By Jon W. Sparks
Editor’s Note: Dr. Miriam DeCosta-Willis, a trailblazing activist, distinguished academic, and prolific author, died Thursday, January 7, at her home at age 86. Last month, the University of Memphis honored her with a historical marker celebrating the fact that she was the first Black professor at the school. It was an especially rich recognition considering that in 1957 when she applied to attend then-Memphis State University, she was denied admission because of her race. This story originally appeared in our October 2019 issue, when we featured her, very appropriately, as a “Local Treasure.”
She is the very picture of grace and elegance, welcoming a visitor to her beautiful home, the walls and shelves of which hold dozens of artworks from African masks to a recent George Hunt acquisition. There are books galore. Miriam Delores DeCosta-Willis brings her guest a cold ginger tea blend that is the perfect counterbalance to a punishingly hot day.
If you’d never met her before, you could be forgiven if you did not see in her the fighter, the rebel, the warrior for change. She began to forge those identities some 81 years ago when she was a 3-year-old growing up in Charleston, South Carolina. A little white girl shouted at her, “What are you?” To which she replied, with pride, “I’m an American!” The girl said, “No you’re not. You’re a colored.”
At that age, she wasn’t offended, but she was puzzled, not knowing quite what that meant, so she asked her mother, who told her more by the tone of voice than anything that such a judgment was disrespectful. It was the beginning of an education and a mission that would thrust DeCosta-Willis into the civil rights struggle and take her into a long career in academia.
Today, she says, there is a memoir in the works, and she is immersing herself into it as she has her many other published works, from Erotique Noire/Black Erotica to Daughters of the Diaspora: Afra-Hispanic Writers.
“The memoir has made me reflect back on my life,” she says, “And I see it divided into two parts. There’s my civil rights activism, which in a large sense came from my mother, and the second part where I’m shifting my gears. I haven’t decided what to call my second period, although I like armchair revolutionary.”
“I kept on being rebellious, but my activism took the form of my books because I was very influenced by other liberation movements in the 1970s, particularly the feminist rebellion and the gay rebellion. I protested in front of the White House and participated in the gay rights movement. I also remember demonstrating in Washington, in the Latino parade, chanting, “¡Sí Se Puede!’” (Yes we can). — Miriam DeCosta-Willis
DeCosta-Willis was a natural student. She got her bachelor’s degree at Wellesley College and an M.A. and Ph.D. at Johns Hopkins University. In between, there were, to say the least, adventures.
Her junior year at Wellesley, she married attorney Russell B. Sugarmon, who had graduated from Rutgers and gotten his law degree from Harvard. He came from a well-established family in Memphis and the young couple started their own family. Sugarmon would go on to be involved in Memphis politics and had been a judge for many years before his death last February.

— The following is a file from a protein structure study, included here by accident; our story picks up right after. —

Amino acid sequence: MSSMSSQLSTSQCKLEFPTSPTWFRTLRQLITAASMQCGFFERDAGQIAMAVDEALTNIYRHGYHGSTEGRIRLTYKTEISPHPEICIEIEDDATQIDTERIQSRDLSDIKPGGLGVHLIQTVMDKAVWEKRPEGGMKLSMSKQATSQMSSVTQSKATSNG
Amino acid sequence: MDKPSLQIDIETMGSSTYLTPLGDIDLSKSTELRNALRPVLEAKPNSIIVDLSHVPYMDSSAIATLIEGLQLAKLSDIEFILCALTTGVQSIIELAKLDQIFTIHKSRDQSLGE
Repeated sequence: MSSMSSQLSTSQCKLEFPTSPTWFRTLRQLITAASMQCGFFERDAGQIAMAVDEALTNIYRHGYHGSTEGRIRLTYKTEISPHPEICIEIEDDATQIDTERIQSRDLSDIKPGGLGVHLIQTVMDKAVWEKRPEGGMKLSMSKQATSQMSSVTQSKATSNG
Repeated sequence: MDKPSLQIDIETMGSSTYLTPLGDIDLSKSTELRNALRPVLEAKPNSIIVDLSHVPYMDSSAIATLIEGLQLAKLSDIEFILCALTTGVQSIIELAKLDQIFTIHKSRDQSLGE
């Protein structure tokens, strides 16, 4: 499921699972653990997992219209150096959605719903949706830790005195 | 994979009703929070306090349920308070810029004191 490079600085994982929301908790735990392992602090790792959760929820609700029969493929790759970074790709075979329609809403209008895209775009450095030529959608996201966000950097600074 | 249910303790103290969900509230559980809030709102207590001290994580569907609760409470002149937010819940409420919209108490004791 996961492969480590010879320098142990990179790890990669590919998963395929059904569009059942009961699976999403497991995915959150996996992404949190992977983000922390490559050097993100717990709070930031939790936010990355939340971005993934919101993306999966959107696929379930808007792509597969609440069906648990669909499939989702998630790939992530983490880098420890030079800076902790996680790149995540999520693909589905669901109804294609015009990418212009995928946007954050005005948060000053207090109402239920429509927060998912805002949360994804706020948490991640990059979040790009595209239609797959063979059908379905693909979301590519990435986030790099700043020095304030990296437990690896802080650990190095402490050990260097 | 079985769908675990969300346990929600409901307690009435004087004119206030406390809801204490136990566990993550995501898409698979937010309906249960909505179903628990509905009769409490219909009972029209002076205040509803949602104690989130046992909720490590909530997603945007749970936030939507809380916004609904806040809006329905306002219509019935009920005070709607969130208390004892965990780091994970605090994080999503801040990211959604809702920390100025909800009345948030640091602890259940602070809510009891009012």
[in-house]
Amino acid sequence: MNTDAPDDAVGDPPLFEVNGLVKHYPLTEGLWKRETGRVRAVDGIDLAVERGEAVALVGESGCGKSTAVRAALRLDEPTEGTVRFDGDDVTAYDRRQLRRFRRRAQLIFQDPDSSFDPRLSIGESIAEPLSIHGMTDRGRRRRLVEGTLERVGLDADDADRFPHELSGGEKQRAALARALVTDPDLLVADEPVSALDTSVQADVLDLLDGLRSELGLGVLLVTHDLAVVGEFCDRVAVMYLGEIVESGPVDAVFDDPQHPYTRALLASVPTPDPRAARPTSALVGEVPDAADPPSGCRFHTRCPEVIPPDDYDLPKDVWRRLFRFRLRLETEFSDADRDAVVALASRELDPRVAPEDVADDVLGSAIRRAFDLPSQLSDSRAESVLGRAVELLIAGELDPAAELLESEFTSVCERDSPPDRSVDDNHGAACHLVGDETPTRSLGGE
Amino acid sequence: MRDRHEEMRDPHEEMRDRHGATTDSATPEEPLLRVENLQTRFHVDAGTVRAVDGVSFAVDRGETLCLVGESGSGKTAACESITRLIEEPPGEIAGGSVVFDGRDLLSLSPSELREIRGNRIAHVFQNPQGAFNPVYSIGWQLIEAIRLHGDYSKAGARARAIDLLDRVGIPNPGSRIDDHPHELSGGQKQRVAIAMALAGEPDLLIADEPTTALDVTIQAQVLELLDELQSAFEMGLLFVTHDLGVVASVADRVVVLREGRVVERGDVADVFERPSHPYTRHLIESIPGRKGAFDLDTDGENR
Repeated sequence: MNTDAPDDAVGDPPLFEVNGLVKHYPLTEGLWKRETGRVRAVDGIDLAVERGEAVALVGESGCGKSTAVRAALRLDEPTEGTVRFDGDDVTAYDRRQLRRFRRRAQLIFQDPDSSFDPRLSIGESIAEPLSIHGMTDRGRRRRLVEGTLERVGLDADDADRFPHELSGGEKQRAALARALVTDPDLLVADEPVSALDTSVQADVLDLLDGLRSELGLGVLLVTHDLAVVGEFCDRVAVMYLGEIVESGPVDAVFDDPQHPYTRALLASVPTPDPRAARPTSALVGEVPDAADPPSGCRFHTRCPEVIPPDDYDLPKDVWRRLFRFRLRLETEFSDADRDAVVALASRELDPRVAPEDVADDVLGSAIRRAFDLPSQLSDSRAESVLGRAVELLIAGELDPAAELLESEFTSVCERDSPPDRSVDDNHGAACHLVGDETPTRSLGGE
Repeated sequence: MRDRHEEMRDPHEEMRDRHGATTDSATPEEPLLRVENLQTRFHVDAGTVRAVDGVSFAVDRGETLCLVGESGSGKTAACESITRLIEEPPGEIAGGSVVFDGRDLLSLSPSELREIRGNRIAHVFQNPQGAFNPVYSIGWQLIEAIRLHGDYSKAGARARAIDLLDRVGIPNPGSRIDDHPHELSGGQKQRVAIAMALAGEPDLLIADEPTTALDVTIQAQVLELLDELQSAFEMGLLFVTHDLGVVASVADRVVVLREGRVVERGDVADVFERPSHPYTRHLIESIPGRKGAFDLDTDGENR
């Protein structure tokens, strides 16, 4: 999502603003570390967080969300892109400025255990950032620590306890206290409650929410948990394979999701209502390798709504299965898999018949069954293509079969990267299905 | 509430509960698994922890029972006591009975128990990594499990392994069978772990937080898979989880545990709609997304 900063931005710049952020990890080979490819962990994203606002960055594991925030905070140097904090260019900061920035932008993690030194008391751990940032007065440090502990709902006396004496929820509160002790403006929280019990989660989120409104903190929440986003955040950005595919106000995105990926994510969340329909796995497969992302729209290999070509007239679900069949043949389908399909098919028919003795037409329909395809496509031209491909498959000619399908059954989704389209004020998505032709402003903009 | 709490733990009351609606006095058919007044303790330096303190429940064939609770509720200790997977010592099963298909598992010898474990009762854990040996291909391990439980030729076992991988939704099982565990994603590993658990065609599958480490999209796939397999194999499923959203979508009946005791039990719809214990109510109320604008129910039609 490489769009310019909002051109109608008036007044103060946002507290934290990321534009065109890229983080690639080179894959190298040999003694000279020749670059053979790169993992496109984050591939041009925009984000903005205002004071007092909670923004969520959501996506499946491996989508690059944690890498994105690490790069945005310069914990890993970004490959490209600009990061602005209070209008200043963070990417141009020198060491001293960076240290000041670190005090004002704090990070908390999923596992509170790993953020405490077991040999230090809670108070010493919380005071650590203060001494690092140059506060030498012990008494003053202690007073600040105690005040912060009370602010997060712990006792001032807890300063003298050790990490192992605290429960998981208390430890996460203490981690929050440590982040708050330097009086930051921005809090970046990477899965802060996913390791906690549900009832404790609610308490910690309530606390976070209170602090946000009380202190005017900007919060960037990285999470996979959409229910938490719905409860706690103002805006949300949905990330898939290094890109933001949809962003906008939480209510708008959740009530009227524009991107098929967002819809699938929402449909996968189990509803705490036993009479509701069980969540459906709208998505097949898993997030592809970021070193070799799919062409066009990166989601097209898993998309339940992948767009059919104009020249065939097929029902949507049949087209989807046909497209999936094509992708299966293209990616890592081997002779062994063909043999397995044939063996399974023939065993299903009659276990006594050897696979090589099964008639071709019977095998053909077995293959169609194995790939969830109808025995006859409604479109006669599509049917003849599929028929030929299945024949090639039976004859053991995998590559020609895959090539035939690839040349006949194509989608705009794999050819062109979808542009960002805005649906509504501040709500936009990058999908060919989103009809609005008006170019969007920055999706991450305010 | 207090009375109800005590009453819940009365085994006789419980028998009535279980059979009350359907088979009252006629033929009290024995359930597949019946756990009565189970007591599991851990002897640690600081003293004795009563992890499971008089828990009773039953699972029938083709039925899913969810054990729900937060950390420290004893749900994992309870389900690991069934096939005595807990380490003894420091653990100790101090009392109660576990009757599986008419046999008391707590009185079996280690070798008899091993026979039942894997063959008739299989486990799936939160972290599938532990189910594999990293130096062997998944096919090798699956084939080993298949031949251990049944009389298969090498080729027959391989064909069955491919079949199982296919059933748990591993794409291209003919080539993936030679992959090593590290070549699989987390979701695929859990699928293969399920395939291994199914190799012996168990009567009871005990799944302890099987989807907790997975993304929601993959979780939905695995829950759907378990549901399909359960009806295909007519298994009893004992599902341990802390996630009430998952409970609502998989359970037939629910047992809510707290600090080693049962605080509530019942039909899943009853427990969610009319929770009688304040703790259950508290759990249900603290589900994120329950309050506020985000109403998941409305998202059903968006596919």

Miriam DeCosta-Sugarmon blazed trails in college. She was one of the very few black students at the all-female Wellesley, one of very few black women at Hopkins, became the first African-American to graduate with a Ph.D. from Hopkins (earning that degree in only one year) and, in 1965, was the first Black faculty member at Memphis State University. That last achievement was particularly satisfying since MSU had rejected her application for graduate school in the late 1950s. She was highly qualified, but she was black.
When she came to Memphis after Wellesley with her husband and children, she was already primed to get involved in the civil rights struggle. As a child in Montgomery, Alabama, where she had come with her family from Philadelphia, she was baffled at having to sit at the back of the bus.
“From that moment, I determined not to ride the bus,” she says. And just before graduating from college, visiting her parents in Montgomery, she witnessed her mother standing up to the police. The occasion was the 1956 bombing of the Rev. Dr. Martin Luther King Jr.’s house.
The police had secured the scene and Dr. King was on his way and had not yet arrived. “A policeman said, ‘Get back, all of you people!’ And my mother just stood there, determined. I still have this image of my tiny mother facing this burly policeman with his billy club and pistols. Others in the crowd, including me, moved back. She would not.”
Soon after, DeCosta-Sugarmon would move to Memphis, where her husband wanted to be. He was one of several influential African Americans who came back to the city at that time, just a few years after the powerful Boss E.H. Crump had died and left the city’s political establishment up for grabs.
She credits Memphis Press-Scimitar reporter Clark Porteous with calling the returning African Americans the “young Turks.” They included Maxine and Vasco Smith, H.T. Lockard, and Jesse Turner. “All of these people were determined to change things in Memphis,” she says. “And that was exhilarating.”
At age 84, DeCosta-Willis declares, “I’m getting older but I’m not getting old. I can’t live any other way.”